Manet’s painting, Olympia, was a pastime for artists who were passionate about art history; so they redid it and put it into their personal context. This produced feminist, post-colonial and racial reinterpretations of it. I still think that these artists focus mainly on the character of Olympia in their work. They’re rarely interested in the other character, the servant. I wanted to give this character depth because I can identify with her. What was her story? At the time, I used a motif to portray certain standard trends of westernisation and colonisation which is why I decided to use this painting to produce a drawing and put this motif into it to modify the famous piece and incorporate my own visual language.
Since I was researching time and animation back then, I made a series of prints from the original drawing. The sixteen resulting proofs were part of an exhibition along with an animation of the drawings and printed proofs.
In his photographic reconstructions of pieces by past masters such as Rubens, Botticelli and Delacroix, Marvin Bartley replaces European characters with models from the Antilles to criticise the dominant cultural Eurocentrism whilst addressing contemporary Jamaican issues: religious faith, the close relationship between a dark or light skin and climbing the social ladder.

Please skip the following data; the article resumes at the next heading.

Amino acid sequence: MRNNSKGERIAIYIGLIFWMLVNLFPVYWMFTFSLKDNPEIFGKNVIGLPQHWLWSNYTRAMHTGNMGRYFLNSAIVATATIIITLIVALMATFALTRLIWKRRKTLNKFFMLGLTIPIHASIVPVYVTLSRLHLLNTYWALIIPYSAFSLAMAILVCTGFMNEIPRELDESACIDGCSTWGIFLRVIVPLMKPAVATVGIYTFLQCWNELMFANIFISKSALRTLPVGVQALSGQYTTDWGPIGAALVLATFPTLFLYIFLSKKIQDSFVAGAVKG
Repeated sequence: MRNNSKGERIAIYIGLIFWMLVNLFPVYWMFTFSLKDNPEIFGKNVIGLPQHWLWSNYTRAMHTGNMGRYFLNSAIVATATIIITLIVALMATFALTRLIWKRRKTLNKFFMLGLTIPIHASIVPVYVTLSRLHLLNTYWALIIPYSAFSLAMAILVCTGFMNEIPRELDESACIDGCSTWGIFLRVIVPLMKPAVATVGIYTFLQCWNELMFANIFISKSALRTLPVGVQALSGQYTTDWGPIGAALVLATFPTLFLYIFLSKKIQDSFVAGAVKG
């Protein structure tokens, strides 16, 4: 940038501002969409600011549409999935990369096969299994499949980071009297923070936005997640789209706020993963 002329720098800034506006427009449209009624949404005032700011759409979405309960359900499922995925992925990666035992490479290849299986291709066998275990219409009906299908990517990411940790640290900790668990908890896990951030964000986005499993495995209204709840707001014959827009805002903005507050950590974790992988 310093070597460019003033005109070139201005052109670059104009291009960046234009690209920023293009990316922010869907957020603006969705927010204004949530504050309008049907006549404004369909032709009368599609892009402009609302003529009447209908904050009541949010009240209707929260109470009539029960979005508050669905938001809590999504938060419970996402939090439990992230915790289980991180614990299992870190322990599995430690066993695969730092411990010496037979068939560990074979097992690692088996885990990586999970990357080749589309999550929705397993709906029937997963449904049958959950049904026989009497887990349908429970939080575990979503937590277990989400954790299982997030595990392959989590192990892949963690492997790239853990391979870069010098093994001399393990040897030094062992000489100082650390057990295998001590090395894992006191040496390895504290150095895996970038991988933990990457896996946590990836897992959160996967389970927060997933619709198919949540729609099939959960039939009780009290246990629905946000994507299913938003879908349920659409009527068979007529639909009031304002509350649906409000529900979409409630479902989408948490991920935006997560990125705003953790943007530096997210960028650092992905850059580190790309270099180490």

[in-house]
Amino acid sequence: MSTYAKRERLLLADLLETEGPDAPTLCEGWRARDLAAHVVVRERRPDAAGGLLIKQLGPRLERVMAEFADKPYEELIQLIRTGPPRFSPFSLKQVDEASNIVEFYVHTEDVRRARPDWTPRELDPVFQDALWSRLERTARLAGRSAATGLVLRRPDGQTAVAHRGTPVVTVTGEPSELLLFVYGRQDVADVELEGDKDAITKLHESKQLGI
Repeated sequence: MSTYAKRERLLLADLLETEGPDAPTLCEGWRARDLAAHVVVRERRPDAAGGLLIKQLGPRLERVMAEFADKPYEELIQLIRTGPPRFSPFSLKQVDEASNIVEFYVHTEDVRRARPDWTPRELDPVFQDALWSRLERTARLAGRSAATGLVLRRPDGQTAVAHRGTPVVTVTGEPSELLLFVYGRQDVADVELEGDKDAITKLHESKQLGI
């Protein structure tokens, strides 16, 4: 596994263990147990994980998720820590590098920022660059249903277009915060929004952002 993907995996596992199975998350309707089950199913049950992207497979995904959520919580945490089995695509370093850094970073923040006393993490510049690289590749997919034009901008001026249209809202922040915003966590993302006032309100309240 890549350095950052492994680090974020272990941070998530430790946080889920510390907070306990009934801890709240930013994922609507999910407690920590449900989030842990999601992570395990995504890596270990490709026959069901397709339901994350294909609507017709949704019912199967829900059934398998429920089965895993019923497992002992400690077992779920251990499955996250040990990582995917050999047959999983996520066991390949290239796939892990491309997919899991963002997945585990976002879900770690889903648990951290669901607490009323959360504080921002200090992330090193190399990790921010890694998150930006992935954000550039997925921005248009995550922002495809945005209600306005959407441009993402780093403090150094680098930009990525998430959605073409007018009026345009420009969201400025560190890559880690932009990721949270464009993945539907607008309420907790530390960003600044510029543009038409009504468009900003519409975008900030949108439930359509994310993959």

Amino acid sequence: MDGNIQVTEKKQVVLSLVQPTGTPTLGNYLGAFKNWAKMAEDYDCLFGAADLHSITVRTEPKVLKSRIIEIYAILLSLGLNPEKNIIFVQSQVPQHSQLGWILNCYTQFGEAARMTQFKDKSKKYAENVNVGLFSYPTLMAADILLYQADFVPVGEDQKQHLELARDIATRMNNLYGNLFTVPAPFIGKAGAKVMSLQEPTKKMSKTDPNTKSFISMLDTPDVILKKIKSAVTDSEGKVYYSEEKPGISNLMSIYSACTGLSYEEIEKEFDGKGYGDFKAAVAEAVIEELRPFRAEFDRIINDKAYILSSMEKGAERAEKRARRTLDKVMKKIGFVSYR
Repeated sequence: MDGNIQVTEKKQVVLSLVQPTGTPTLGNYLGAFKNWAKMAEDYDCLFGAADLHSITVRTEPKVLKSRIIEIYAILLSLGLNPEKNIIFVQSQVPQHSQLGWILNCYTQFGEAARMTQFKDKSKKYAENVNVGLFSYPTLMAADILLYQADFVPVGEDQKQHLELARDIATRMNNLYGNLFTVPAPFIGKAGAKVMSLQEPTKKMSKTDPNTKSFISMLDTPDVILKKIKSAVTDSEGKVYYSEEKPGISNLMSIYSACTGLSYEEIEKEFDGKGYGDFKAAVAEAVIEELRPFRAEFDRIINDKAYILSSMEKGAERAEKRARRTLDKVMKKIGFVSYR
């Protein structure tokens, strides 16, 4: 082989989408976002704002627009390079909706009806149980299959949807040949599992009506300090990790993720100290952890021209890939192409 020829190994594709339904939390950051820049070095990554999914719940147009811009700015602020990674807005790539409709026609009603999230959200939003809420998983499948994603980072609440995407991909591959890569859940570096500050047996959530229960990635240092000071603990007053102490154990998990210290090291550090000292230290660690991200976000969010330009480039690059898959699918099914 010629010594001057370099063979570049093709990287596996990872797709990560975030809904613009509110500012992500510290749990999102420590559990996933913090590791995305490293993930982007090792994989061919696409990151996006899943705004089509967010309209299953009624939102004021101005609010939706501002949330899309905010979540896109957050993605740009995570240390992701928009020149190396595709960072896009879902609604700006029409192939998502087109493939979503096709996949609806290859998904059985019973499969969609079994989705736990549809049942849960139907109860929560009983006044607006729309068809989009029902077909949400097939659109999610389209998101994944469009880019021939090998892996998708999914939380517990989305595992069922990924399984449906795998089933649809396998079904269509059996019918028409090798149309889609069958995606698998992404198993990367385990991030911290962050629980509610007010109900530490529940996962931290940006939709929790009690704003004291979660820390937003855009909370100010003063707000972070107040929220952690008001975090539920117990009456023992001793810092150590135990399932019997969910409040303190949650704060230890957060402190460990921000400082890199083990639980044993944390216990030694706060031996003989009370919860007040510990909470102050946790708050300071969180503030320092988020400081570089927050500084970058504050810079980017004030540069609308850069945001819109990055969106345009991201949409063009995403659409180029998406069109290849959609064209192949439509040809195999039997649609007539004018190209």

Joiri Minaya’s collages question the exotic and erroneous vision of women of colour that modern painters, from Gauguin to Enrique Grau Araujo, share in their paintings.
To shatter these clichés in both modern art and contemporary tourism imagery, Joiri Minaya takes inspiration from women of colour portrayed by Gauguin, Vela-Zanetti and Grau Araujo as well as images from websites “for men who like exotic women”. Body parts are isolated then incorporated into new digital pieces.
Who portrayed who over the centuries? How? For whose benefit? The artist encapsulates the link between historical works and contemporary tourism adverts around double articulation, man/woman, coloniser/colonised.
L’Origine du Monde by Christian Bertin and Andrew in Russell Watson’s Head Case series have a weaker relationship with their source works, L’Origine du Monde by Gustave Courbet (1866) and Girl with a Pearl Earring by Johannes Vermeer (1665) respectively.